Creating space for large-scale restoration in tropical agricultural landscapes

Authors

  • Agnieszka E Latawiec,

    1. International Institute for Sustainability, Rio de Janeiro, Brazil
    2. Department of Production Engineering and Logistics, Opole University of Technology, Opole, Poland
    3. School of Environmental Science, University of East Anglia, Norwich, UK
    4. Sustainability Lab, Department of Geography and the Environment, Pontificia Universidade Catolica, Rio de Janeiro, Brazil
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  • Bernardo BN Strassburg,

    Corresponding author
    1. International Institute for Sustainability, Rio de Janeiro, Brazil
    2. Sustainability Lab, Department of Geography and the Environment, Pontificia Universidade Catolica, Rio de Janeiro, Brazil
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  • Pedro HS Brancalion,

    1. Department of Forest Sciences, University of São Paulo, Piracicaba, Brazil
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  • Ricardo R Rodrigues,

    1. Department of Biology, University of São Paulo, Piracicaba, Brazil
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  • Toby Gardner

    1. International Institute for Sustainability, Rio de Janeiro, Brazil
    2. Stockholm Environment Centre, Stockholm, Sweden
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Abstract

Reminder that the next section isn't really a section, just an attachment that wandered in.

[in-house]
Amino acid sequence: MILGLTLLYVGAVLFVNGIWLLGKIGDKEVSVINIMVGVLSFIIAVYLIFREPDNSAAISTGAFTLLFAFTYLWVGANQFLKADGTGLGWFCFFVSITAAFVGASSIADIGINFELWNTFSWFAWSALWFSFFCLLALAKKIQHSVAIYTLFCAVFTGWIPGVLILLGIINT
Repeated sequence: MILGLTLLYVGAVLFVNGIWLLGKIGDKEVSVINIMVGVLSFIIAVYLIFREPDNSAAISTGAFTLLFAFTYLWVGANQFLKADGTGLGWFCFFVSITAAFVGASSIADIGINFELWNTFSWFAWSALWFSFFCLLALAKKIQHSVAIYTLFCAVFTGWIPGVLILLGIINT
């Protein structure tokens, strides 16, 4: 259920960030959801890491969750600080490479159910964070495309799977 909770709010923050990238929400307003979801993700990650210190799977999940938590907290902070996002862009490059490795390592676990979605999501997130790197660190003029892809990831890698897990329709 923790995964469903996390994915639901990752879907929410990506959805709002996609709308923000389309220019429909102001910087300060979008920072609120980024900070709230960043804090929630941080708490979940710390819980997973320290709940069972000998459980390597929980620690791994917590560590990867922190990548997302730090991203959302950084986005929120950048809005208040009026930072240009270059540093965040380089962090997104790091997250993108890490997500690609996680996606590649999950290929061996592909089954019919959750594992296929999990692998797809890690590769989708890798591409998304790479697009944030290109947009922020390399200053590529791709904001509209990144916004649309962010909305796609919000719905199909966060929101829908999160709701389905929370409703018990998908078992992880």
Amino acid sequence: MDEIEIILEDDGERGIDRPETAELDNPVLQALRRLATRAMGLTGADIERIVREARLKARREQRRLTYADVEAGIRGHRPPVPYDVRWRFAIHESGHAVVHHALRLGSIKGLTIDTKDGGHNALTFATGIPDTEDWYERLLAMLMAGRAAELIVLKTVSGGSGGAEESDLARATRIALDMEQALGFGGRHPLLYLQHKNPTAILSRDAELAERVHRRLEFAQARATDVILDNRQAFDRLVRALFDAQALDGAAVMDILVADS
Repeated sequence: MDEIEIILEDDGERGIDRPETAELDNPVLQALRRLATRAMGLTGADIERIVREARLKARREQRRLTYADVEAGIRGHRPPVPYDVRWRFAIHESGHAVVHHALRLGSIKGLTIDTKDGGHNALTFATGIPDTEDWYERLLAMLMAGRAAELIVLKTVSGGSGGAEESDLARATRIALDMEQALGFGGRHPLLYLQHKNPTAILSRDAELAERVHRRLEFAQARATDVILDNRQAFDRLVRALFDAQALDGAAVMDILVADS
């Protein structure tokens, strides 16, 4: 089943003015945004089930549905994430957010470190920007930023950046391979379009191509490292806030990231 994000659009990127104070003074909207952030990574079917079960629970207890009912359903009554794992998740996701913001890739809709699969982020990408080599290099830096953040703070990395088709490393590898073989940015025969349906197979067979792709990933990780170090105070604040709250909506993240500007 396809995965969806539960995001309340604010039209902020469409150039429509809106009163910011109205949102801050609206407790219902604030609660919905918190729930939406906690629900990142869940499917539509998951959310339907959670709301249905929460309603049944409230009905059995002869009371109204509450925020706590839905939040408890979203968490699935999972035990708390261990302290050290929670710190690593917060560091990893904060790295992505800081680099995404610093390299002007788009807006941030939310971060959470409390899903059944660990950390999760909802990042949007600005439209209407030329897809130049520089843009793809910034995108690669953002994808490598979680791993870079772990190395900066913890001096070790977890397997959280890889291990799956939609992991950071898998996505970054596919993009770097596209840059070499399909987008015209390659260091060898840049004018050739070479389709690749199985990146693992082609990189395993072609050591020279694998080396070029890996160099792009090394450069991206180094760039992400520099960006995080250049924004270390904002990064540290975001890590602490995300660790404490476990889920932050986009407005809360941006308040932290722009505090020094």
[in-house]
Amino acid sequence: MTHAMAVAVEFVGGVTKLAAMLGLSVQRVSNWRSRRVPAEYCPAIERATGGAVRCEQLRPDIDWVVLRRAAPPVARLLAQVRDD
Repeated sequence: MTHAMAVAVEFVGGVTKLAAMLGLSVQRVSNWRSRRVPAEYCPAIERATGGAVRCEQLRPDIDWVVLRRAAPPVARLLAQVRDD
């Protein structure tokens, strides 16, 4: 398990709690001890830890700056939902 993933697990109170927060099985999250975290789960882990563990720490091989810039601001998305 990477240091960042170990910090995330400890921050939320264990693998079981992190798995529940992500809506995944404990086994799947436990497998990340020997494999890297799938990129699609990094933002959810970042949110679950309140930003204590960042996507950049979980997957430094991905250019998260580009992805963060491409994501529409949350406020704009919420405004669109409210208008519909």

Poorly planned, large-scale ecological restoration projects may displace agricultural activities and potentially lead to the clearance of native vegetation elsewhere, with associated impacts on biodiversity and ecosystem services. Yet few studies have considered these risks and the ways in which restoration can increase competition for land. Here, we address this issue by examining whether large-scale restoration of the Brazilian Atlantic Forest could displace cattle production, as a result of land shortages. Although the risks of displacement are indeed high when reforestation is planned in areas with high cattle productivity, we discuss how these risks can be minimized through a combination of productivity increases, a regional restoration planning framework, and the prioritization of marginal agricultural land for restoration. We also consider how restoration can, in some circumstances, be made more economically sustainable by incorporating income-generating activities such as exploitation of timber and non-timber forest products, certification, and payments for ecosystem services.

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